S6 E12 Advice from business’s best thought leaders made easy to understand and practical to implement - Jeremy Gray
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A couple of weeks ago William Eastman, director of this radio station and I recorded a program for another station on the topic of managing change. Maybe coincidently, this week HBR published an article titled “The Secret Behind Successful Corporate Transformations. Today I will share with you the insights the authors identified along with my own experiences in driving change with organizations.
When I started the show with Bill Eastman I compared the difficulty of hitting a baseball with the difficulty of managing change. Ted Williams famously described hitting a baseball as the hardest thing to do in sport, managing a successful change in the way a business operates may be the hardest thing to do in business.
A quarter of a century ago John Kotter asserted that 70% of business transformation projects fail. The authors of the HBR article wondered if this number was accurate, so they did some data crunching based on financial performance and corporate reputation. Their findings?
That only 22% of the companies they looked at successfully transformed themselves. It seems corporate transformation is even harder than Kotter thought. It’s even harder than hitting a baseball.
As an entrepreneur it is likely that you will need to pivot or transform your business as you grow. As you learn more about your business you will likely identify other opportunities, find better ways to get things done. To ensure your plans are successfully implemented you need to lead the change initiative and bring your employees along with you.
The authors also found a strong correlation between successful transformations and how much they focused on their employee’s welfare.
The Harvard study identified six attributes that the companies that managed successful transitions had in common.
The study looked at large corporations such as PayPal, Microsoft and Hershey. But there are some lessons we can take from the article.
Above average pay and better stock options will attract above average employees. Transformation is difficult and the better your employees the better they will be able to cope with the challenges that will be faced during the change process.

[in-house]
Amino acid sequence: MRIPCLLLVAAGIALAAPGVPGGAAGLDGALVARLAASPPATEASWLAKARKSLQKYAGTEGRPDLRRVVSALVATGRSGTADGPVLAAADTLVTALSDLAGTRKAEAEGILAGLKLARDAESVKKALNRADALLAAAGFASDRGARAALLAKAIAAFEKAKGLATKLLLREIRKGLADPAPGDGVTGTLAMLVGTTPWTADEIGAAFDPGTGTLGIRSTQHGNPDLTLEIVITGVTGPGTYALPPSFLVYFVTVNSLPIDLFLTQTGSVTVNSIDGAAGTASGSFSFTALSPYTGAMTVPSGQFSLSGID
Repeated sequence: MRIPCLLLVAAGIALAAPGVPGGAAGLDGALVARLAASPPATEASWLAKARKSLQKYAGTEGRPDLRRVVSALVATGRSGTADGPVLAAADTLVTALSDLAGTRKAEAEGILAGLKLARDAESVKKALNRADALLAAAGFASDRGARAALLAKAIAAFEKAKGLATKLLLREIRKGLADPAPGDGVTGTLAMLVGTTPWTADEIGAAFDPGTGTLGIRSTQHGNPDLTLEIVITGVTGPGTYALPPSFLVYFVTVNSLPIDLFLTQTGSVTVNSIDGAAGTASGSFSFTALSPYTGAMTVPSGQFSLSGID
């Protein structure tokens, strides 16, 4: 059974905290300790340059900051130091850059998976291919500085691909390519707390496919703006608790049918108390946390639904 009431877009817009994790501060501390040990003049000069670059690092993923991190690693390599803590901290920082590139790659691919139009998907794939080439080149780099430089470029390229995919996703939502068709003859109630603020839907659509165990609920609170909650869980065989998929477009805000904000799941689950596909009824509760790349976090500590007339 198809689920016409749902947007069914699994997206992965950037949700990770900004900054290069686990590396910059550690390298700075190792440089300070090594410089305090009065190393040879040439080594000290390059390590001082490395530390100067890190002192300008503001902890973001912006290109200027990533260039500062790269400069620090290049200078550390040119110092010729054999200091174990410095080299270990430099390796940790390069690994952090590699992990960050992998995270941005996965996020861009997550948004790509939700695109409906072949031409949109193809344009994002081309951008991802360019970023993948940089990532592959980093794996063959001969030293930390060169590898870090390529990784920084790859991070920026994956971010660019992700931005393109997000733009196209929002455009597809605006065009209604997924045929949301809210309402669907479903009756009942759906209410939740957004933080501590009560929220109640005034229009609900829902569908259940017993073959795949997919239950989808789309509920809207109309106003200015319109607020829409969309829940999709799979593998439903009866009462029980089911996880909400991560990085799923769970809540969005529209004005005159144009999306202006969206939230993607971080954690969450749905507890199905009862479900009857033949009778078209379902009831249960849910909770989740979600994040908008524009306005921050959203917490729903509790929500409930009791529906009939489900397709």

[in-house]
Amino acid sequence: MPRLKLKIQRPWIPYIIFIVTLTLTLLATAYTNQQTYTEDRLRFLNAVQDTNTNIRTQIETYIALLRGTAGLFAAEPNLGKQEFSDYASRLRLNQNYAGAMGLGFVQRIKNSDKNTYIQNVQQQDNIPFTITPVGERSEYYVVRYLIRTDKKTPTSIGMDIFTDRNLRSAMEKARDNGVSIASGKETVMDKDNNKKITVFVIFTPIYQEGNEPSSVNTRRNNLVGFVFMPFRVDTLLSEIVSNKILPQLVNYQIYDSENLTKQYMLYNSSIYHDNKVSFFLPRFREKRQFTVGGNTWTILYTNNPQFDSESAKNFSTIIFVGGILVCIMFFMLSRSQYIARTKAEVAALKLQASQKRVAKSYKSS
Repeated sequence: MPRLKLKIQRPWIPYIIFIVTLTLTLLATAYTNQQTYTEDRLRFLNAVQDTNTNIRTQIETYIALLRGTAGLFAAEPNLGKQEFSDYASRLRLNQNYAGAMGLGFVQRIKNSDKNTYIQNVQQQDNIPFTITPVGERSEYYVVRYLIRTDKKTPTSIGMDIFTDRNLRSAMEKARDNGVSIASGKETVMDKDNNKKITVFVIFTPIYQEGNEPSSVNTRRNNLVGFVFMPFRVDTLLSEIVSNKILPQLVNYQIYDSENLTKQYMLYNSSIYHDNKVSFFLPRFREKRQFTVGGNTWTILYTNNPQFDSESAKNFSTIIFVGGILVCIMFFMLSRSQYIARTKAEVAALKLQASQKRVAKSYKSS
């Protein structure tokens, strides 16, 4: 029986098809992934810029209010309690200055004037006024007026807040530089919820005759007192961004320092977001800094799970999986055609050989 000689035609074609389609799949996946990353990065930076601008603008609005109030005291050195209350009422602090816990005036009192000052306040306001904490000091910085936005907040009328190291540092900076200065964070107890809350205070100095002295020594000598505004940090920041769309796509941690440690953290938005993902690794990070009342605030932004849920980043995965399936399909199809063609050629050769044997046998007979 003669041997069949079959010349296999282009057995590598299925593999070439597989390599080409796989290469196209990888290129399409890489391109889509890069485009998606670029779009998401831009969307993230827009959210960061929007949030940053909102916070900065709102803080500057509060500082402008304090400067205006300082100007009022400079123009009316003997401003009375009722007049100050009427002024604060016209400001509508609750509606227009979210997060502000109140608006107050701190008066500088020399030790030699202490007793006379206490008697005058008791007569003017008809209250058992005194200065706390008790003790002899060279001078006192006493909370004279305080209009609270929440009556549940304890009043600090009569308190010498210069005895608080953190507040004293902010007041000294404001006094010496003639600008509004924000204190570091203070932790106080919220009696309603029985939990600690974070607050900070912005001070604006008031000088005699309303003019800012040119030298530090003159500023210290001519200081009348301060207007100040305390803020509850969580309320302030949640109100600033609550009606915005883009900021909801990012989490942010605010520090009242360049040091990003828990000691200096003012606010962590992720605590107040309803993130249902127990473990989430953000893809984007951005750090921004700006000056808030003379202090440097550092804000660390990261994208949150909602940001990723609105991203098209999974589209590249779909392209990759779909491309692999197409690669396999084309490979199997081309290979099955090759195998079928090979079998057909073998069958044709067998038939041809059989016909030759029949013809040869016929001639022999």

Better financial awards alone will not necessarily deliver higher employee satisfaction. As a leader of your company, you must create an environment that fosters better employee satisfaction. In Show 2 of this season we looked at The boss factor: Making the world a better place through workplace relationships Tera Allas and Bill Schaninger
The authors cited a survey where 75% of participants said the most stressful aspect of their job was their immediate boss. That’s 3 in 4 folks who say their boss is causing them stress. And not too surprisingly, those reporting very bad or quite bad relationships with management reported substantially lower job satisfaction compared to those who had a good relationship with their boss.
Two aspects of a good workplace under the control of your managers are a good work organization and providing employees with psychological safety.
Good work organization means providing employees with context, guidance, tools, and the appropriate amount of decision-making authority to minimize frustration and make their jobs meaningful.
Psychological safety is the absence of fear as a driver of employee behavior. Fear can paralyze an employee into inaction, it has been shown to be a lousy motivator.
The show introduced the idea of the servant leader. The leader who is continually asking his or herself “How do I make my team members life easier?” There are benefits to the team and the manager with this approach. People are happier and feel their roles are more meaningful when they are helping others.
To learn more on this topic please Listen to the podcast of the show or download the show notes to learn about how you can improve your employee satisfaction.
Back to the HBR article which seems to be using the higher proportion of women employed and in managerial positions as a metric for diversity. Being able to access a range of opinions can help you identify alternatives that you might not have considered.
In Show 5 we looked at an article called Why you need a Challenge Network by Adam Grant who is a Wharton management professor.
Mr Grant explains why success often comes from surrounding ourselves with disagreeable people, skeptics who can point out our blind spots, question our assumptions and help us overcome our weaknesses.
The article focuses on Pixar and the team of disagreeable people who were brought together to do what many a Pixar thought was impossible or at least would take a decade to achieve and cost huge sums of money. The result of this team of black sheep, pirates, disgruntled people was The Incredibles which grossed over $600 million and won an Oscar for the best animated picture.